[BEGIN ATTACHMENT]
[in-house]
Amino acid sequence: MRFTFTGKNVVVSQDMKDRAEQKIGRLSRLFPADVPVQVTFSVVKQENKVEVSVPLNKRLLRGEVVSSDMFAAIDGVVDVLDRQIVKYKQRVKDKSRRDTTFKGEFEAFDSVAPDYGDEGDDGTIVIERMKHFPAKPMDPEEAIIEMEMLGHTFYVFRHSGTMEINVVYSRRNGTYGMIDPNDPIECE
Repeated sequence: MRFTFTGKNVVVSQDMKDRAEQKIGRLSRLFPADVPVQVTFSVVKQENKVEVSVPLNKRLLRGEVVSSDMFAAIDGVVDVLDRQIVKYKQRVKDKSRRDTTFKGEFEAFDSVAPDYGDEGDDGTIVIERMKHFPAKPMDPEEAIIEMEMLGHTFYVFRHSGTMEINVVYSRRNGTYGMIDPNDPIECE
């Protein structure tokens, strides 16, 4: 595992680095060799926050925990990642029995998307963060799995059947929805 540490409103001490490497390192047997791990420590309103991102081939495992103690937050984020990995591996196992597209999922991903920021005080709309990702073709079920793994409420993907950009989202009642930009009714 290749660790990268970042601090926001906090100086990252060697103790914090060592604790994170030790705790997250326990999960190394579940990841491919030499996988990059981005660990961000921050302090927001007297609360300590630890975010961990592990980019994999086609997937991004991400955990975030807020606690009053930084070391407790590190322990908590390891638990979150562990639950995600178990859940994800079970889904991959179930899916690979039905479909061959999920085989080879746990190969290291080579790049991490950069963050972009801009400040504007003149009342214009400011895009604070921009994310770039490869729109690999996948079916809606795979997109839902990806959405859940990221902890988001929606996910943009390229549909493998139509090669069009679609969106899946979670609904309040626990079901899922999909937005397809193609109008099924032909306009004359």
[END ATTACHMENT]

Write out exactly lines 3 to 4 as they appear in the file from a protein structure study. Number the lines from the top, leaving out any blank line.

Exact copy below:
Repeated sequence: MRFTFTGKNVVVSQDMKDRAEQKIGRLSRLFPADVPVQVTFSVVKQENKVEVSVPLNKRLLRGEVVSSDMFAAIDGVVDVLDRQIVKYKQRVKDKSRRDTTFKGEFEAFDSVAPDYGDEGDDGTIVIERMKHFPAKPMDPEEAIIEMEMLGHTFYVFRHSGTMEINVVYSRRNGTYGMIDPNDPIECE
């Protein structure tokens, strides 16, 4: 595992680095060799926050925990990642029995998307963060799995059947929805 540490409103001490490497390192047997791990420590309103991102081939495992103690937050984020990995591996196992597209999922991903920021005080709309990702073709079920793994409420993907950009989202009642930009009714 290749660790990268970042601090926001906090100086990252060697103790914090060592604790994170030790705790997250326990999960190394579940990841491919030499996988990059981005660990961000921050302090927001007297609360300590630890975010961990592990980019994999086609997937991004991400955990975030807020606690009053930084070391407790590190322990908590390891638990979150562990639950995600178990859940994800079970889904991959179930899916690979039905479909061959999920085989080879746990190969290291080579790049991490950069963050972009801009400040504007003149009342214009400011895009604070921009994310770039490869729109690999996948079916809606795979997109839902990806959405859940990221902890988001929606996910943009390229549909493998139509090669069009679609969106899946979670609904309040626990079901899922999909937005397809193609109008099924032909306009004359």